Property management choice

2 Replies

Smaller, local companies are the way to go.  Your property will get quick attention to maintenance issues, and it is easier to get your property manager on the phone to discuss owner statements, major repairs, etc.

Hi @Leonard Whitted ,

This is a slightly loaded question.  Are there differences? For sure.  But what do you define as the difference because there are large local PM's and small commercial management companies as well.

End of the day, the firm doesn't matter.  The individuals are what matters.  The larger commercial PM's are still local franchise owners and have the same knowledge.  And just because they're small doesn't mean they're good at responding.  The units:PM ratio is more important than being a big or small firm.

My recommendation would be focusing on the following, and make sure you're completely honest with yourself:

  • How much are you willing to pay?  This is the biggest and most important question that every landlord should ask.  We get a lot of landlords that say they want the best, but then complain at their rates.  Unfortunately, you can't have it both ways.
  • How much work will your properties require?  There can be a significant difference in labor to manage a Class A vs Class D property.  If you have a property that is older or low-income class of tenants then it will require more time for the PM.  More maintenance and repairs to coordinate.  More chasing tenants for late rents.  More evictions. Etc.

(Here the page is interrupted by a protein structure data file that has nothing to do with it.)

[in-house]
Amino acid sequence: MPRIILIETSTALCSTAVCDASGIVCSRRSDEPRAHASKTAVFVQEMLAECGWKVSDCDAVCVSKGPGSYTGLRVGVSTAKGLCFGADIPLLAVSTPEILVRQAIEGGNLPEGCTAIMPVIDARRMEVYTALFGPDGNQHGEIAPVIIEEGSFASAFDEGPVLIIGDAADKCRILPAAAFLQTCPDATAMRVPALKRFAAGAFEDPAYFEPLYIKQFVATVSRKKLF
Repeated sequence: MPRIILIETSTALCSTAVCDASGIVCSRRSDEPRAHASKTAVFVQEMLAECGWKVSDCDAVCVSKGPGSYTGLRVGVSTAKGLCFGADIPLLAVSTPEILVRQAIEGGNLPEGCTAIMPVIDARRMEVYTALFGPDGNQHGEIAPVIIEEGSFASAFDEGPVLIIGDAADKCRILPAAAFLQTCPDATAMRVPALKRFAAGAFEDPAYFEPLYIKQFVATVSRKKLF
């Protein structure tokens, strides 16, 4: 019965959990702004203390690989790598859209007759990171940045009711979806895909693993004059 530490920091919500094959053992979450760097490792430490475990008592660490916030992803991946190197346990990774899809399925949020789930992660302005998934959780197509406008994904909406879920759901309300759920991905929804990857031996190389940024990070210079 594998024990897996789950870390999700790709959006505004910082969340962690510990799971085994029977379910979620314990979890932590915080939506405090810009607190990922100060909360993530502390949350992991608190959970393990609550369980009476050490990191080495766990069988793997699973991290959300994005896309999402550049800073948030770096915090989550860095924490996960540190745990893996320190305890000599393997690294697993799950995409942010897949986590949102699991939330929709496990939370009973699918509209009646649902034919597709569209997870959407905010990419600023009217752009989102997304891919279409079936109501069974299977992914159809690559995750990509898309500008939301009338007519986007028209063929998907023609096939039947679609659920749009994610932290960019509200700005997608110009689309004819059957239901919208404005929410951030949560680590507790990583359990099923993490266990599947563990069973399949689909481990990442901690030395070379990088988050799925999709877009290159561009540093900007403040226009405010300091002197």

• What is your top criteria for PMs?  Cost, communication, size of staff.  This will help you prioritize when interviewing PM's.
    • Cost:  Previously discussed.  However, do not be fooled by the simple lower monthly fee.  Make sure you've reviewed their Property Management Agreement and understand every way possible for them to make a fee.  Or, what you have to pay for.  Some PM's charge a higher rate but include eviction court appearances or even a tenant placement guarantee.
    • Communication:  This one seems simple.  But the truth is these PM's have hundreds of tenants, landlords and contractors trying to contact them daily.  Ask them about their communication practice and who you would be communicating directly with.
    • Staff:  Larger staffs can help with the communication issue, but also cost more.  Double edge sword.  Clarify how many units they manage and the quantity of PM's.  Then confirm if they do real estate sales as well.  You'd be surprised how often I talk to a PM that is on their way to a sales showing.  Knowing that your PM is 100% or 50% dedicated to being a PM is important to know.